Tuvia Book
Author, educator, Tour-Guide, artist

Eden Alene, Israel’s Eurovision Hero

Eden Alene, Israel's representative to the Eurovision song contest this year.  Photo (c) Photo Credit: KENZO TRIBOUILLARD – AFP
Eden Alene, Israeli Eurovision 2021 Finalist

In the midst of a very difficult period for both the State of Israel and Jews around the world there is a bright light shining from Zion in the form of Eden Alene, Israeli finalist in the 2021 Eurovision Song Contest in the Netherlands.  After qualifying for the final, with her unbelievable five-octave vocal range, she proudly stood waiving our national flag with a beaming smile on her face and emotionally declared,

I’m so happy for my country because we deserve it, because we have been through so much and I have been through so much, so I’m so happy…I am happy to bring some pride to Israel, and to stand on the world’s largest stage with an Israeli flag…To have Israel on the world map in the most positive way possible and for that I am grateful and proud.

Eden, 21,  was born to Ethiopian-Israeli parents in Jerusalem.  She was raised by her single mother and after setting a precedent by winning both of Israel’s prime-time television talent shows, “X-Factor” and “Rising Star,” she completed her mandatory IDF service in the military band, and she sang at the Independence Day torch lighting ceremony.

Eden during her military service in the IDF band. Photo (c) IDF Spokesperson’s Unit, Wikipedia, 2021

Eden is now representing our country in the Eurovision Song Contest finals.  This indeed is an, “only in Israel” moment. Eden’s background is also a pretty common one in Israel. As Eitan Chayat notes,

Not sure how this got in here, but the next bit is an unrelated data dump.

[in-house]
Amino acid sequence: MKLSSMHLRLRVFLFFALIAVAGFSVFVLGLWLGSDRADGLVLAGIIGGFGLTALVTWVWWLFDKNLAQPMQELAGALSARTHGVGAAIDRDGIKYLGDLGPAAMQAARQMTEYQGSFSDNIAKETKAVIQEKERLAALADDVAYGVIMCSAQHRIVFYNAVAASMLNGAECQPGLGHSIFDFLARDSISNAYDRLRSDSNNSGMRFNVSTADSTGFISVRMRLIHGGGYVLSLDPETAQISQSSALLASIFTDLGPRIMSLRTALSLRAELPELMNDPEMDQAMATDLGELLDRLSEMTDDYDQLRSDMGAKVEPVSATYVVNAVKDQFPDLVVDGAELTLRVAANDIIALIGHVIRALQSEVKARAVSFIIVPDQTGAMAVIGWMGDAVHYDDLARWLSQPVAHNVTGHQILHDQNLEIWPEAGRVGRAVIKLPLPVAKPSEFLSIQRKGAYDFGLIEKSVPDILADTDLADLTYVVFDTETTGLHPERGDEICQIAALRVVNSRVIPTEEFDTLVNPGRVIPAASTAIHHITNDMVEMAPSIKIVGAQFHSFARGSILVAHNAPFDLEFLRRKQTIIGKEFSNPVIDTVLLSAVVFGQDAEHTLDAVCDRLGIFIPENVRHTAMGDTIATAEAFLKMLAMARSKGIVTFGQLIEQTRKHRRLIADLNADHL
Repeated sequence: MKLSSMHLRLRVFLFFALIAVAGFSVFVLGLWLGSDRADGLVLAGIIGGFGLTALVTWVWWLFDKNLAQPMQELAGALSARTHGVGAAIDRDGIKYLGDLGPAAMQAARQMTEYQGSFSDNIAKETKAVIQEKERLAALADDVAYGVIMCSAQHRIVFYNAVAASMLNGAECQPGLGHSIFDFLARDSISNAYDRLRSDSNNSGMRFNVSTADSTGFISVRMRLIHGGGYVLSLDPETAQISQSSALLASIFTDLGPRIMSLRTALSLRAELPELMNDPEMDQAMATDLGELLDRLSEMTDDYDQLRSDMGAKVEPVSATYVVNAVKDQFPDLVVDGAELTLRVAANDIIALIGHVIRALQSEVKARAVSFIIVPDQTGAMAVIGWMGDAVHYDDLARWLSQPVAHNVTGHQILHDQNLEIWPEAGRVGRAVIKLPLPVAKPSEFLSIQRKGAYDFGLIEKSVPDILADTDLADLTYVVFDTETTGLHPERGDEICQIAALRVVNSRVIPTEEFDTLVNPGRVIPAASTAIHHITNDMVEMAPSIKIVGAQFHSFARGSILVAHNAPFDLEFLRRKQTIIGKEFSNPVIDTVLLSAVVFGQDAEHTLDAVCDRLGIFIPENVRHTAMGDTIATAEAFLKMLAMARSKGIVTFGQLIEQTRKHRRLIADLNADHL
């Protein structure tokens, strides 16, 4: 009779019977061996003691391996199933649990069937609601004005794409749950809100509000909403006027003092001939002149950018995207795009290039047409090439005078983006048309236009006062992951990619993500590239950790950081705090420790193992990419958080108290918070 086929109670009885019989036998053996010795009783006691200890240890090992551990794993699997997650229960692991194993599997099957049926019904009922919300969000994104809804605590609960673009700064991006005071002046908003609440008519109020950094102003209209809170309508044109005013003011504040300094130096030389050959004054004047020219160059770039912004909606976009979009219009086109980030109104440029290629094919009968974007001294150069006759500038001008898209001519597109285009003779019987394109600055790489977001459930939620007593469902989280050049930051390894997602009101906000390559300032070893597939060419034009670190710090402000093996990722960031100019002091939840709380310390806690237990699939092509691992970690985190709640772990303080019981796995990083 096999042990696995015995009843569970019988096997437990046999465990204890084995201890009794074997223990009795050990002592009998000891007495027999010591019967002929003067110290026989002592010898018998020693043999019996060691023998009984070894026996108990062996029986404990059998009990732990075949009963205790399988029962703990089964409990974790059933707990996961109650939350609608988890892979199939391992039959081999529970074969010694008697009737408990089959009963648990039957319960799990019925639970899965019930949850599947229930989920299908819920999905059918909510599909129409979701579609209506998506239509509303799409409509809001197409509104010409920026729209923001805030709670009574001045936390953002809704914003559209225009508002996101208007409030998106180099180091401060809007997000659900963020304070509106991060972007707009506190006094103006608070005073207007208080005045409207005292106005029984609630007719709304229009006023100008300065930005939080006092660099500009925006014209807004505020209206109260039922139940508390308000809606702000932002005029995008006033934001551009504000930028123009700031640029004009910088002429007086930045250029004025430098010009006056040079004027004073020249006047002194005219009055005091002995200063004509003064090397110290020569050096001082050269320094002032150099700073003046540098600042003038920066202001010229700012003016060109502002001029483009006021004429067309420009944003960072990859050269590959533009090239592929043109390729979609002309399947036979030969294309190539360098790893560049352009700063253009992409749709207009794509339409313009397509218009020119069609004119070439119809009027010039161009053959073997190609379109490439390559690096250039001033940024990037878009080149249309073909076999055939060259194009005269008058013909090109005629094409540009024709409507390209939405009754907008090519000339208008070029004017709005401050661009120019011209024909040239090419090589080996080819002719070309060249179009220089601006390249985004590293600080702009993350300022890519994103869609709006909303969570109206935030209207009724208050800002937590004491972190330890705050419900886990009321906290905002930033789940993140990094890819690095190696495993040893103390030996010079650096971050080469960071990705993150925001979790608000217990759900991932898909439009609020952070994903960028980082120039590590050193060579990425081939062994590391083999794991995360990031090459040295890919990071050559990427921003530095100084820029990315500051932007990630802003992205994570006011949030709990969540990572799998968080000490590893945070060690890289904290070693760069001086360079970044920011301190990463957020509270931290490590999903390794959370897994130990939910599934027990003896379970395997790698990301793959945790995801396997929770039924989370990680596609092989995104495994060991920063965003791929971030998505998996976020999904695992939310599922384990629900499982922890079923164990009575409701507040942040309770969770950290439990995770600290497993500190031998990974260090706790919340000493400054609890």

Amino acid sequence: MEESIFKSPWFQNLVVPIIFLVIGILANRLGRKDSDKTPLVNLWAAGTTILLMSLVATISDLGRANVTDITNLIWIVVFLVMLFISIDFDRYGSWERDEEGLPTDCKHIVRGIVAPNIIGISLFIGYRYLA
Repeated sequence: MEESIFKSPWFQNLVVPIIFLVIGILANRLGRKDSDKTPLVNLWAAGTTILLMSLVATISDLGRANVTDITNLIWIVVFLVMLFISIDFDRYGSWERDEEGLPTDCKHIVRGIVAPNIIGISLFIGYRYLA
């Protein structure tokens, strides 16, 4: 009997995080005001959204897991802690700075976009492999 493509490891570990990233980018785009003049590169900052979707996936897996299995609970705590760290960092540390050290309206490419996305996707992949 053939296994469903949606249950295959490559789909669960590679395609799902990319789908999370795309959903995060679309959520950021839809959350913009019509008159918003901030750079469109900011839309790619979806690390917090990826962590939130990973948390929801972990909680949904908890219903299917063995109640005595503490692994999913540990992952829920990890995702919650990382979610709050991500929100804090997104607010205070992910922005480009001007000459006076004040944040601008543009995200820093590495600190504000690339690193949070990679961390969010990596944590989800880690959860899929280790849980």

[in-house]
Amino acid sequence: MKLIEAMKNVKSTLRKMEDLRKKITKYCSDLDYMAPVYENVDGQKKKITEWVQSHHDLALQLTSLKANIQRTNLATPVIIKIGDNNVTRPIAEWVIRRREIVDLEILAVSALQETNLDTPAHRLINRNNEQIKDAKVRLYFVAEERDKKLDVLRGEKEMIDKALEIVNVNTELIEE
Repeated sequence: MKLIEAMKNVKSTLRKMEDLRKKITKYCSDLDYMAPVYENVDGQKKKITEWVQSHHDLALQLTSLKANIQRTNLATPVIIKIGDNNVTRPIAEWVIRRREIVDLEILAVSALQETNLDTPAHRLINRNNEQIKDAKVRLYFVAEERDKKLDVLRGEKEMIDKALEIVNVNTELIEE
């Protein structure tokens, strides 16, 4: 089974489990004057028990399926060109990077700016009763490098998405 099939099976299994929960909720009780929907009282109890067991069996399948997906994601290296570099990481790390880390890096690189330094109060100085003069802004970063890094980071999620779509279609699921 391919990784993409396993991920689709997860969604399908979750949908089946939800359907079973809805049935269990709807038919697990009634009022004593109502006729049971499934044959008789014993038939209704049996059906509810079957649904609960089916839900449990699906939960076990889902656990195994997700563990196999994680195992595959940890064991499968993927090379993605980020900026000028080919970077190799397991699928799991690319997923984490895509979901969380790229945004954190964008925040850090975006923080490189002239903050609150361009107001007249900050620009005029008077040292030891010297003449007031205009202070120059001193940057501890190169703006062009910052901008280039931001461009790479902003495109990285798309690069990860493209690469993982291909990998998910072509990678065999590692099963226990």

Here is a child of immigrants, Jewish parents for whom freedoms were restricted in their birth country of Ethiopia, embraced by society at large, nurtured to learn and encouraged to develop her talents.   At Eurovision, which delights in outlandish costuming, hair and makeup, she wears a veritable throne atop her head, proudly, because in Israel it doesn’t matter what you look or dress like; It doesn’t matter where you come from; It doesn’t matter your sexual orientation; your political views; your gender or ethnicity. It’s one of the most noble facets of Israeli democracy and it’s what makes our society great.

Eden is a patriotic Israeli and proud Zionist.   She represents the “yearning for Zion” that was such an important part of the Ethiopian Jewish tradition.  Thousands of Ethiopian Jews died trying to get to Jerusalem and Eden paid tribute to them at a moving memorial ceremony at Mt. Herzl.  Meskie Shibry Sivan, an Ethiopian Jew who arrived in Israel on “Operation Moses,” a dramatic emergency airlift in 1984 which brought 8 000 Jews to Israel, recalled,

 Ever since I can remember, I wanted to immigrate to Israel. However, we had not always known that the State of Israel even existed. Just the opposite, we used to think that we were the only Jews in the world, and observed our tradition very closely. Our grandparents told us tales about the Land of Israel whenever they could, making us curious about that land and yearn for it.

As remarkable and happy as the airlifts were, many Ethiopian Jews came without the emotional, social, cultural, financial and linguistic skills necessary for an easy absorption.  It is important to acknowledge that with all of Israel’s incredible successes in many fields since its creation, there are issues that Israel is grappling with as it continues to stride in the 21st century. The problems that the Jewish State faces include topics as far ranging as: security, religion, society, environment, how to harmoniously co-exist with a minority population and immigrant absorption.  Ethiopian immigrants have especially felt the last issue, immigrant absorption.